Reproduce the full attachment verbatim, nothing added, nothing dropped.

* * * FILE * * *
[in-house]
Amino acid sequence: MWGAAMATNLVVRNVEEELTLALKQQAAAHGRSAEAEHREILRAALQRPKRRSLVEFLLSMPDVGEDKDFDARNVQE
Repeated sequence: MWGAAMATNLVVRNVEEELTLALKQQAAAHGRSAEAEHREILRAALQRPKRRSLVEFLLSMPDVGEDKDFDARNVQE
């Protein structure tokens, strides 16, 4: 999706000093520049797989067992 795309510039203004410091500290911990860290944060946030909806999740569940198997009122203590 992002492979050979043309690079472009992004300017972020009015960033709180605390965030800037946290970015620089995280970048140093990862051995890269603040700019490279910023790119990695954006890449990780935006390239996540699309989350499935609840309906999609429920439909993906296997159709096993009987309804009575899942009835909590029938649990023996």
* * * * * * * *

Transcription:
[in-house]
Amino acid sequence: MWGAAMATNLVVRNVEEELTLALKQQAAAHGRSAEAEHREILRAALQRPKRRSLVEFLLSMPDVGEDKDFDARNVQE
Repeated sequence: MWGAAMATNLVVRNVEEELTLALKQQAAAHGRSAEAEHREILRAALQRPKRRSLVEFLLSMPDVGEDKDFDARNVQE
């Protein structure tokens, strides 16, 4: 999706000093520049797989067992 795309510039203004410091500290911990860290944060946030909806999740569940198997009122203590 992002492979050979043309690079472009992004300017972020009015960033709180605390965030800037946290970015620089995280970048140093990862051995890269603040700019490279910023790119990695954006890449990780935006390239996540699309989350499935609840309906999609429920439909993906296997159709096993009987309804009575899942009835909590029938649990023996």